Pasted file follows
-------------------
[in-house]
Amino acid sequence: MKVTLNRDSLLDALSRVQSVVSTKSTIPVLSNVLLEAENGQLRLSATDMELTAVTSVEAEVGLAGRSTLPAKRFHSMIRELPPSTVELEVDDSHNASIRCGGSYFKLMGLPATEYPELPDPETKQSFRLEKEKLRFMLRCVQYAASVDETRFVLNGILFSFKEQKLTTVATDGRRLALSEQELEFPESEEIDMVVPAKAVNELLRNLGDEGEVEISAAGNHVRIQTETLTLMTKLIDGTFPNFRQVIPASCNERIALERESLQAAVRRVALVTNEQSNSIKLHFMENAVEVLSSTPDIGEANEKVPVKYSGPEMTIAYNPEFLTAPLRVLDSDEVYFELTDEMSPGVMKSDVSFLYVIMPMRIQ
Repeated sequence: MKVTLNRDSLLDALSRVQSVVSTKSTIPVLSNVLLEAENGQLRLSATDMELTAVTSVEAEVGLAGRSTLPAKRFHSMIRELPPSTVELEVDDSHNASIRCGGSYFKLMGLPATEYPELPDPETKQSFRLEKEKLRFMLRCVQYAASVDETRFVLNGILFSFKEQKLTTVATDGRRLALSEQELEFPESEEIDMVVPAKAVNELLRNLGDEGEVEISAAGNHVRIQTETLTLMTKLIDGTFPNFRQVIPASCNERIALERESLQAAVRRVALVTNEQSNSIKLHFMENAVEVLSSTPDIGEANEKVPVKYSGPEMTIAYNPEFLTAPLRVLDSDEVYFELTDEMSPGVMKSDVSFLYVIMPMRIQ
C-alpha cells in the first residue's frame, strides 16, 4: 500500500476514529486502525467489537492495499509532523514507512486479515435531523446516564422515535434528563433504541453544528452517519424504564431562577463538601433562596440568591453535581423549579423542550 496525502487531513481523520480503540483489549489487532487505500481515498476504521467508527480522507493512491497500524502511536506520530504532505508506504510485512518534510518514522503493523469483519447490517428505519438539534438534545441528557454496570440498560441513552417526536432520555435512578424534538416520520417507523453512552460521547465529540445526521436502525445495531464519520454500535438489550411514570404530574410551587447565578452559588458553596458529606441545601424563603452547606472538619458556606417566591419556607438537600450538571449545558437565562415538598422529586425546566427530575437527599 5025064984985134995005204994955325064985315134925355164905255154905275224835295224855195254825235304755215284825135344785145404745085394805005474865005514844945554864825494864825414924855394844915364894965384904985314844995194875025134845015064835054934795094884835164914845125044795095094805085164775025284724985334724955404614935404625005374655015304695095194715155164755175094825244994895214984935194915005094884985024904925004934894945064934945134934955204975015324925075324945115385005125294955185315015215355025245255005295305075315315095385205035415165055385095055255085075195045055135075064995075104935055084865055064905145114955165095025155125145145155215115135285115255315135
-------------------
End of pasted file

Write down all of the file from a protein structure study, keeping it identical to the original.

[in-house]
Amino acid sequence: MKVTLNRDSLLDALSRVQSVVSTKSTIPVLSNVLLEAENGQLRLSATDMELTAVTSVEAEVGLAGRSTLPAKRFHSMIRELPPSTVELEVDDSHNASIRCGGSYFKLMGLPATEYPELPDPETKQSFRLEKEKLRFMLRCVQYAASVDETRFVLNGILFSFKEQKLTTVATDGRRLALSEQELEFPESEEIDMVVPAKAVNELLRNLGDEGEVEISAAGNHVRIQTETLTLMTKLIDGTFPNFRQVIPASCNERIALERESLQAAVRRVALVTNEQSNSIKLHFMENAVEVLSSTPDIGEANEKVPVKYSGPEMTIAYNPEFLTAPLRVLDSDEVYFELTDEMSPGVMKSDVSFLYVIMPMRIQ
Repeated sequence: MKVTLNRDSLLDALSRVQSVVSTKSTIPVLSNVLLEAENGQLRLSATDMELTAVTSVEAEVGLAGRSTLPAKRFHSMIRELPPSTVELEVDDSHNASIRCGGSYFKLMGLPATEYPELPDPETKQSFRLEKEKLRFMLRCVQYAASVDETRFVLNGILFSFKEQKLTTVATDGRRLALSEQELEFPESEEIDMVVPAKAVNELLRNLGDEGEVEISAAGNHVRIQTETLTLMTKLIDGTFPNFRQVIPASCNERIALERESLQAAVRRVALVTNEQSNSIKLHFMENAVEVLSSTPDIGEANEKVPVKYSGPEMTIAYNPEFLTAPLRVLDSDEVYFELTDEMSPGVMKSDVSFLYVIMPMRIQ
C-alpha cells in the first residue's frame, strides 16, 4: 500500500476514529486502525467489537492495499509532523514507512486479515435531523446516564422515535434528563433504541453544528452517519424504564431562577463538601433562596440568591453535581423549579423542550 496525502487531513481523520480503540483489549489487532487505500481515498476504521467508527480522507493512491497500524502511536506520530504532505508506504510485512518534510518514522503493523469483519447490517428505519438539534438534545441528557454496570440498560441513552417526536432520555435512578424534538416520520417507523453512552460521547465529540445526521436502525445495531464519520454500535438489550411514570404530574410551587447565578452559588458553596458529606441545601424563603452547606472538619458556606417566591419556607438537600450538571449545558437565562415538598422529586425546566427530575437527599 5025064984985134995005204994955325064985315134925355164905255154905275224835295224855195254825235304755215284825135344785145404745085394805005474865005514844945554864825494864825414924855394844915364894965384904985314844995194875025134845015064835054934795094884835164914845125044795095094805085164775025284724985334724955404614935404625005374655015304695095194715155164755175094825244994895214984935194915005094884985024904925004934894945064934945134934955204975015324925075324945115385005125294955185315015215355025245255005295305075315315095385205035415165055385095055255085075195045055135075064995075104935055084865055064905145114955165095025155125145145155215115135285115255315135